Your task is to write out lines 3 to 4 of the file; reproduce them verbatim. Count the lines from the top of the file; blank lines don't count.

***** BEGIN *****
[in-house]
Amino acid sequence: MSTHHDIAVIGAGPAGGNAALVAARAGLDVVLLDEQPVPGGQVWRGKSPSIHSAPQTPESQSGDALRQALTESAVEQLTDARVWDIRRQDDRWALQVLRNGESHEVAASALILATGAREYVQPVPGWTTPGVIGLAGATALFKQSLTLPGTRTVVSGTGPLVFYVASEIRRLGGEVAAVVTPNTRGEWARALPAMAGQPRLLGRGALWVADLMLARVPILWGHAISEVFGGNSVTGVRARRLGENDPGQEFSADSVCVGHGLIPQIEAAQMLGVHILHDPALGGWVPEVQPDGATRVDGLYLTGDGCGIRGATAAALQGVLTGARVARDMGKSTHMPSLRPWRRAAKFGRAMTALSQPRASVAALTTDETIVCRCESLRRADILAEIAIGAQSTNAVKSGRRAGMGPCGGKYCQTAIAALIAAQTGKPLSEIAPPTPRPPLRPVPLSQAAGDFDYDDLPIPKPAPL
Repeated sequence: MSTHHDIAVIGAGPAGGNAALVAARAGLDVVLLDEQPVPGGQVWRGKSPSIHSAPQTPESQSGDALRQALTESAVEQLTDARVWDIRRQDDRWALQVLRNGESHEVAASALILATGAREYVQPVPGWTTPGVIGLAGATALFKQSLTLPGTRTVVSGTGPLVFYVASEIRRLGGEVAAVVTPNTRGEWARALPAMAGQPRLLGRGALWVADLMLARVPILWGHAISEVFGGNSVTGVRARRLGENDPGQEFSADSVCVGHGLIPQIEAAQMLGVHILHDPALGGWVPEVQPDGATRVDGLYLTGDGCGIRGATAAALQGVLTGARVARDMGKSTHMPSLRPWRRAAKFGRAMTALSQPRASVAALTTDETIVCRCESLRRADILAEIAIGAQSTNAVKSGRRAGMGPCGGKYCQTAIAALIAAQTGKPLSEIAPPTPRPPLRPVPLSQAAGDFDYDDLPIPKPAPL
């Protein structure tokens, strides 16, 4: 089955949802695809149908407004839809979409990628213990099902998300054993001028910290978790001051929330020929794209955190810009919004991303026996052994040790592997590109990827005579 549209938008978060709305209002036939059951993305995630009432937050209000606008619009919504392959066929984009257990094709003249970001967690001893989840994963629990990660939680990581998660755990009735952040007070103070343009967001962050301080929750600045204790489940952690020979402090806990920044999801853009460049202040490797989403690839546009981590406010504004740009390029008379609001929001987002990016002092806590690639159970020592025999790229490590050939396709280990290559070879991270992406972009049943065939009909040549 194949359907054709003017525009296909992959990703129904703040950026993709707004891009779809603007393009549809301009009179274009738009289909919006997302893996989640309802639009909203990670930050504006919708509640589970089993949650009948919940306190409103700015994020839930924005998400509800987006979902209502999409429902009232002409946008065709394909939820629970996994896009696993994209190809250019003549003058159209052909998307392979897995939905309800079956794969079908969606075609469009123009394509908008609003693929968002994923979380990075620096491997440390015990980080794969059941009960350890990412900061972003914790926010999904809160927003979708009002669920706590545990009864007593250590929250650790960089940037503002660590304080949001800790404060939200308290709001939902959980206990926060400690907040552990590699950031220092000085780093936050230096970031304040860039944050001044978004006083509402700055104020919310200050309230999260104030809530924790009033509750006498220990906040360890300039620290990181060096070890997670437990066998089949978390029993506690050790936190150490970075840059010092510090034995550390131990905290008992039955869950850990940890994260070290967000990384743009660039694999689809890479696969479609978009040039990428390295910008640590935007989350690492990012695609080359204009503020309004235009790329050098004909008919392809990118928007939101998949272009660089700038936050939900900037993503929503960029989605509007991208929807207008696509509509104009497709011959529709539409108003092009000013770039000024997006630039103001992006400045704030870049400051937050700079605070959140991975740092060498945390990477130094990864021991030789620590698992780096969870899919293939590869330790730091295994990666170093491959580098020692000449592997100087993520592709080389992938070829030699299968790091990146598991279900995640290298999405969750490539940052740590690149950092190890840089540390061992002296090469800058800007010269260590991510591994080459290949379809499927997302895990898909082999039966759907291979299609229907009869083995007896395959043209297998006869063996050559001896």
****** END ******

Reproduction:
Repeated sequence: MSTHHDIAVIGAGPAGGNAALVAARAGLDVVLLDEQPVPGGQVWRGKSPSIHSAPQTPESQSGDALRQALTESAVEQLTDARVWDIRRQDDRWALQVLRNGESHEVAASALILATGAREYVQPVPGWTTPGVIGLAGATALFKQSLTLPGTRTVVSGTGPLVFYVASEIRRLGGEVAAVVTPNTRGEWARALPAMAGQPRLLGRGALWVADLMLARVPILWGHAISEVFGGNSVTGVRARRLGENDPGQEFSADSVCVGHGLIPQIEAAQMLGVHILHDPALGGWVPEVQPDGATRVDGLYLTGDGCGIRGATAAALQGVLTGARVARDMGKSTHMPSLRPWRRAAKFGRAMTALSQPRASVAALTTDETIVCRCESLRRADILAEIAIGAQSTNAVKSGRRAGMGPCGGKYCQTAIAALIAAQTGKPLSEIAPPTPRPPLRPVPLSQAAGDFDYDDLPIPKPAPL
């Protein structure tokens, strides 16, 4: 089955949802695809149908407004839809979409990628213990099902998300054993001028910290978790001051929330020929794209955190810009919004991303026996052994040790592997590109990827005579 549209938008978060709305209002036939059951993305995630009432937050209000606008619009919504392959066929984009257990094709003249970001967690001893989840994963629990990660939680990581998660755990009735952040007070103070343009967001962050301080929750600045204790489940952690020979402090806990920044999801853009460049202040490797989403690839546009981590406010504004740009390029008379609001929001987002990016002092806590690639159970020592025999790229490590050939396709280990290559070879991270992406972009049943065939009909040549 194949359907054709003017525009296909992959990703129904703040950026993709707004891009779809603007393009549809301009009179274009738009289909919006997302893996989640309802639009909203990670930050504006919708509640589970089993949650009948919940306190409103700015994020839930924005998400509800987006979902209502999409429902009232002409946008065709394909939820629970996994896009696993994209190809250019003549003058159209052909998307392979897995939905309800079956794969079908969606075609469009123009394509908008609003693929968002994923979380990075620096491997440390015990980080794969059941009960350890990412900061972003914790926010999904809160927003979708009002669920706590545990009864007593250590929250650790960089940037503002660590304080949001800790404060939200308290709001939902959980206990926060400690907040552990590699950031220092000085780093936050230096970031304040860039944050001044978004006083509402700055104020919310200050309230999260104030809530924790009033509750006498220990906040360890300039620290990181060096070890997670437990066998089949978390029993506690050790936190150490970075840059010092510090034995550390131990905290008992039955869950850990940890994260070290967000990384743009660039694999689809890479696969479609978009040039990428390295910008640590935007989350690492990012695609080359204009503020309004235009790329050098004909008919392809990118928007939101998949272009660089700038936050939900900037993503929503960029989605509007991208929807207008696509509509104009497709011959529709539409108003092009000013770039000024997006630039103001992006400045704030870049400051937050700079605070959140991975740092060498945390990477130094990864021991030789620590698992780096969870899919293939590869330790730091295994990666170093491959580098020692000449592997100087993520592709080389992938070829030699299968790091990146598991279900995640290298999405969750490539940052740590690149950092190890840089540390061992002296090469800058800007010269260590991510591994080459290949379809499927997302895990898909082999039966759907291979299609229907009869083995007896395959043209297998006869063996050559001896």